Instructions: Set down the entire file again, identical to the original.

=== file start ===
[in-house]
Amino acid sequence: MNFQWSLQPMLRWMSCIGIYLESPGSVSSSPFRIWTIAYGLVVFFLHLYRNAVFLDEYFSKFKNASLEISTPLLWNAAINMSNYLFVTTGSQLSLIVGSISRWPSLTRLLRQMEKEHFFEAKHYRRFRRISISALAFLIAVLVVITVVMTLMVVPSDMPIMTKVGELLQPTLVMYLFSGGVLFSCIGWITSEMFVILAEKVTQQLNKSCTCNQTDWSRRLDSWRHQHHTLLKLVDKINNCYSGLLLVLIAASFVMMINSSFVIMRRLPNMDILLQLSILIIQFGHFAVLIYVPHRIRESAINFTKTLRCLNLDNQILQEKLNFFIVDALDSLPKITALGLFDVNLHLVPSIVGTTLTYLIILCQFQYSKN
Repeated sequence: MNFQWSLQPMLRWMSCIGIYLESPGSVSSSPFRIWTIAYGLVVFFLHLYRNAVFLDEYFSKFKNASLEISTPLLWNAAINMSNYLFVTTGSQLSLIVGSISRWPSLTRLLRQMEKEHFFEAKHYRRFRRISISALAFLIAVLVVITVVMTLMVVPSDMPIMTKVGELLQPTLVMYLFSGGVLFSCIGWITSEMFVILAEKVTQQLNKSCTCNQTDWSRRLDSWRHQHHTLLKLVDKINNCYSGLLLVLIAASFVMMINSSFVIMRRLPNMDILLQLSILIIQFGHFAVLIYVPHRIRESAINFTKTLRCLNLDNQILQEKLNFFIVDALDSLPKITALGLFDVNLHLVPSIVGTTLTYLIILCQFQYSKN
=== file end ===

[in-house]
Amino acid sequence: MNFQWSLQPMLRWMSCIGIYLESPGSVSSSPFRIWTIAYGLVVFFLHLYRNAVFLDEYFSKFKNASLEISTPLLWNAAINMSNYLFVTTGSQLSLIVGSISRWPSLTRLLRQMEKEHFFEAKHYRRFRRISISALAFLIAVLVVITVVMTLMVVPSDMPIMTKVGELLQPTLVMYLFSGGVLFSCIGWITSEMFVILAEKVTQQLNKSCTCNQTDWSRRLDSWRHQHHTLLKLVDKINNCYSGLLLVLIAASFVMMINSSFVIMRRLPNMDILLQLSILIIQFGHFAVLIYVPHRIRESAINFTKTLRCLNLDNQILQEKLNFFIVDALDSLPKITALGLFDVNLHLVPSIVGTTLTYLIILCQFQYSKN
Repeated sequence: MNFQWSLQPMLRWMSCIGIYLESPGSVSSSPFRIWTIAYGLVVFFLHLYRNAVFLDEYFSKFKNASLEISTPLLWNAAINMSNYLFVTTGSQLSLIVGSISRWPSLTRLLRQMEKEHFFEAKHYRRFRRISISALAFLIAVLVVITVVMTLMVVPSDMPIMTKVGELLQPTLVMYLFSGGVLFSCIGWITSEMFVILAEKVTQQLNKSCTCNQTDWSRRLDSWRHQHHTLLKLVDKINNCYSGLLLVLIAASFVMMINSSFVIMRRLPNMDILLQLSILIIQFGHFAVLIYVPHRIRESAINFTKTLRCLNLDNQILQEKLNFFIVDALDSLPKITALGLFDVNLHLVPSIVGTTLTYLIILCQFQYSKN